If you use the tag method (preferred), you first export the tag database file from the PLC programming software and import this file to the HMI software. This makes assigning a PLC ladder object (including “system tags”) to an HMI object a breeze.

I should note that, in addition to the tags you have created while programming the PLC, the PLC itself has a great deal of internal system tags the programmer (you) will find quite useful to display on the HMI. Examples of such tags include the internal real-time clock, PLC scan time, error codes, backup battery voltage, firmware versions and many other useful tags are there for you to use as you see fit.


As in many Windows programs, you access the HMI object properties by a right-click action on the object of interest (say a button or LED), which brings up the properties window for that object. Once in the properties window, you configure on/off button colors; font size/color; graphics options, such as frame style (3D or flat); the tag or ModBus address of the ladder object you wish to interact with; and finally more object-specific parameters—like whether a button is momentary or push-push. 

In general, you select the type object you want on the right of the screen (object list), drag it to the display area (or “form”), set the properties for each object, and then save the project to a file.

The final step is to upload the project file to the HMI display.


●  Connect a serial port from the PC running the HMI programming software (using a USB-DB9 converter device, if required) to the HMI serial port used for programming.
●  Connect the HMI port for PLC communication to the PLC port used for HMI communication (the HMI has two ports — one for each function).
●  Run the HMI programming software
●  Follow the software steps to select the serial port to be used and the type of PLC to be interfaced with.
●  Export the tag database file from the PLC (if using a tag database)
●  Import the tag database to the HMI software
●  Create a new screen with some objects (pushbuttons, switches, LEDs, analog meters, digital meters, etc.)
●  Assign properties to the screen objects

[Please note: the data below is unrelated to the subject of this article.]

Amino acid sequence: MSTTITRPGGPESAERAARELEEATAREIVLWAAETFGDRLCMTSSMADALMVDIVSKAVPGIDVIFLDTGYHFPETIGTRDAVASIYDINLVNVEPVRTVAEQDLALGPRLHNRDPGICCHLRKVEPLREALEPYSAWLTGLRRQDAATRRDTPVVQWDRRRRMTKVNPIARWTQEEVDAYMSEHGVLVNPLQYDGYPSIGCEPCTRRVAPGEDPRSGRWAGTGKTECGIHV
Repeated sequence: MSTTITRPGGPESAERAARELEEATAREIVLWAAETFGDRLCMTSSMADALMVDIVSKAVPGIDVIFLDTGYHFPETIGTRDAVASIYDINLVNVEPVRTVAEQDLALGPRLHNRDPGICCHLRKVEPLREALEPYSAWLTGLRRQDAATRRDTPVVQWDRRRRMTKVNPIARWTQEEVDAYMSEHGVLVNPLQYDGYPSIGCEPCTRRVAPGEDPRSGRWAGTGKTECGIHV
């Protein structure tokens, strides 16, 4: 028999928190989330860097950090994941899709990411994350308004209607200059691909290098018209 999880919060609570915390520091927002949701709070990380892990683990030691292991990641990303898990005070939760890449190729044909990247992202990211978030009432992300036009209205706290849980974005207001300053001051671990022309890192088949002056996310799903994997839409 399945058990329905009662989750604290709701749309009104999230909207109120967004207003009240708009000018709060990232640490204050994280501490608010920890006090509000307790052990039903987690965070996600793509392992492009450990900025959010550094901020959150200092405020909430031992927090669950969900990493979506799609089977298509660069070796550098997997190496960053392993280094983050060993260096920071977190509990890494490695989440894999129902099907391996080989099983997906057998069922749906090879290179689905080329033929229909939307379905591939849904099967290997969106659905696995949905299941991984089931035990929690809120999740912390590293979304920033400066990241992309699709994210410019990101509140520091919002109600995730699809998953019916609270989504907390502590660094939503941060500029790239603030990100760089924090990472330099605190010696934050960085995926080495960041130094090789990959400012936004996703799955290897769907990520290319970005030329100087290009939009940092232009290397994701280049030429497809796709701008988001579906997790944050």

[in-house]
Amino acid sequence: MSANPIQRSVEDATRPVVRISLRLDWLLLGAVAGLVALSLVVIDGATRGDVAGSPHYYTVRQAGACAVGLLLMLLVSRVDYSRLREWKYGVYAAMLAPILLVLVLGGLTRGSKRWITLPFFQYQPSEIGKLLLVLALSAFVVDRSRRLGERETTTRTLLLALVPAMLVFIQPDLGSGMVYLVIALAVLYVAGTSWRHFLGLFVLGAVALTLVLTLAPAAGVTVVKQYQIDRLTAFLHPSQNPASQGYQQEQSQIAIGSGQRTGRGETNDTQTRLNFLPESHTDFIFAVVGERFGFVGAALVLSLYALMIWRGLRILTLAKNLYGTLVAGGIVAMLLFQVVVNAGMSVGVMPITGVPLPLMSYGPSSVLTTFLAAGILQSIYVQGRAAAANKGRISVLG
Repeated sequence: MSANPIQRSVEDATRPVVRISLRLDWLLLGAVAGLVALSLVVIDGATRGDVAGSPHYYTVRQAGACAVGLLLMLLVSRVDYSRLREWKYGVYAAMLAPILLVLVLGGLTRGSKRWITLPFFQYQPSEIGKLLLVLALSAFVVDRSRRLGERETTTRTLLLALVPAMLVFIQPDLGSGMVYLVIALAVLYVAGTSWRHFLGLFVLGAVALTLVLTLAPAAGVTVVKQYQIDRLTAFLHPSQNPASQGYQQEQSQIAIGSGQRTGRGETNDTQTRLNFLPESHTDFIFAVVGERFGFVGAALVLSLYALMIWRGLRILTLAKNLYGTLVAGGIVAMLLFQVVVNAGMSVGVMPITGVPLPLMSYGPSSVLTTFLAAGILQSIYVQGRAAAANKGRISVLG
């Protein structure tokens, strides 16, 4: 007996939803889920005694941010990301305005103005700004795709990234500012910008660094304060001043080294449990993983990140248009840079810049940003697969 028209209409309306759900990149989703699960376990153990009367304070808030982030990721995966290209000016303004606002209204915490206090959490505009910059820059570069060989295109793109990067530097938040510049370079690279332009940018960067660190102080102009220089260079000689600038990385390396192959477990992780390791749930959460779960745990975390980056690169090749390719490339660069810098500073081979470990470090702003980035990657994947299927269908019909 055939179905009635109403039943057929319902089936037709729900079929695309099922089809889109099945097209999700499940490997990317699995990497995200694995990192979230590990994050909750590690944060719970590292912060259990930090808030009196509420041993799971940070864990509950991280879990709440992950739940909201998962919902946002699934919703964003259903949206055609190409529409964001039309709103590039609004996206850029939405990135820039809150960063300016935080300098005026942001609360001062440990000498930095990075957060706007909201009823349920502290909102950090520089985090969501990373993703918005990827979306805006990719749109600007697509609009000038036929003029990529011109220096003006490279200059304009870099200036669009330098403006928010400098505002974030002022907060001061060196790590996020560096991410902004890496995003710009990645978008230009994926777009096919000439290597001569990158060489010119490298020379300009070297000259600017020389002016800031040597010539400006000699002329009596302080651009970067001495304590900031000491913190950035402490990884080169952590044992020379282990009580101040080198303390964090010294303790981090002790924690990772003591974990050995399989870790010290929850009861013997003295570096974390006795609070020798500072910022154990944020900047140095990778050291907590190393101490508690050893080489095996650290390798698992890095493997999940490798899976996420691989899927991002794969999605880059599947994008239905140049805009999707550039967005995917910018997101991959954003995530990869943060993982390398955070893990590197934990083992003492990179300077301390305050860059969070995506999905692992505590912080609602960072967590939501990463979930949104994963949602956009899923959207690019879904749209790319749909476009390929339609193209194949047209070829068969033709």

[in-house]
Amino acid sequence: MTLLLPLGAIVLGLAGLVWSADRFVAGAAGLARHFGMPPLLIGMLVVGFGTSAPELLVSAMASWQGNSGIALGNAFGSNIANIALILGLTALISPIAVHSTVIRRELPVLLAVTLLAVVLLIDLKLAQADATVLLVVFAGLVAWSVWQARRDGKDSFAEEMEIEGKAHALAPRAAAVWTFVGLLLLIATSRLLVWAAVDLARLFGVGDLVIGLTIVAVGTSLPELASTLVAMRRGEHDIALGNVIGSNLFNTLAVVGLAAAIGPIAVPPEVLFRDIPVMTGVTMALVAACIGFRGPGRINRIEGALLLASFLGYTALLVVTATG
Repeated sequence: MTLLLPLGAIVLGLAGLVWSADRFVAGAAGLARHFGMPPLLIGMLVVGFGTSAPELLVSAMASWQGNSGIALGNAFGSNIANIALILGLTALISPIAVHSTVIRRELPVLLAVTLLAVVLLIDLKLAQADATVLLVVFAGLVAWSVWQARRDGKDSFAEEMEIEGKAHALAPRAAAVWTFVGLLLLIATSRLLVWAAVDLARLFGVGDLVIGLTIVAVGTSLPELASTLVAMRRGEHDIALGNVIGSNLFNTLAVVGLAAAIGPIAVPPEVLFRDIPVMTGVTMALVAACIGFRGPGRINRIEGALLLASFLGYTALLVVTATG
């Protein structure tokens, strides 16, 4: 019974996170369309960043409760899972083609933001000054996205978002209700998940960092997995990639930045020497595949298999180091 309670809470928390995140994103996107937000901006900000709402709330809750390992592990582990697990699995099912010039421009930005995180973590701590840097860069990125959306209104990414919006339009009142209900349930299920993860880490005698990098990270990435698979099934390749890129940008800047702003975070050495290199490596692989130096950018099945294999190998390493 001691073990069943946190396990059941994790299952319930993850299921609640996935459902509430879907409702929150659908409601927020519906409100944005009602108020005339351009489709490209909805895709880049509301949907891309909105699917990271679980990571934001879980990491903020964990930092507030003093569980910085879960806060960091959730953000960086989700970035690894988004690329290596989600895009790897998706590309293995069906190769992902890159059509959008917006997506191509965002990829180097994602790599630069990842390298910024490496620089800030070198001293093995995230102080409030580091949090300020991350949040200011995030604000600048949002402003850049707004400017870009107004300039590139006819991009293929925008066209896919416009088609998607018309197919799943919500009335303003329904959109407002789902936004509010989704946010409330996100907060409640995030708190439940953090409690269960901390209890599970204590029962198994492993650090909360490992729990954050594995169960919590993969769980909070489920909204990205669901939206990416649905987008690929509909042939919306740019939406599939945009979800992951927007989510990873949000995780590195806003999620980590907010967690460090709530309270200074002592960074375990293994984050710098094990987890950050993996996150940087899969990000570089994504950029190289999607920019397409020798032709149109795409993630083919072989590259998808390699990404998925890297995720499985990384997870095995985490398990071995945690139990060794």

●  Save the project file and upload to the HMI display
●  Test your program by touching a screen object and observing the expected action in the PLC.
●  Vendors often have videos that will walk you through this process. Here is one example:


Fig. 2: Putting it all together — custom HMI designed for use with an AM directional antenna controller
After we have programmed our HMI and interfaced it with the PLC, we can have a user-friendly and intuitive (if properly laid out) interactive means of setting parameters and monitoring virtually every internal function of the PLC — including user-programmed values such as current time, next action time, set points, current values, etc.

Fig. 2 shows a touchscreen HMI for a directional antenna system controller mounted on a panel I designed, which was then fabricated by Front Panel Express.

Throughout this series, we have thrown many concepts out there: PLCs, ladder logic, HMIs, tag database, ModBus, as well as some possible applications of these devices and some control theory. Once you get the hang of it, you’ll find virtually no control system problem which cannot be solved through a PLC. The added benefits of an HMI really bring the system to a much higher level of functionality and serves to add that “manufacturer-level” quality to your project.

Next time we’ll dig deeper into the ladder logic programming and continue to tie all of these concepts together.

Sloatman is the director of engineering for SummitMedia’s Richmond, Va., radio stations.

Receive regular news and technology updates. Sign up for our free newsletter here.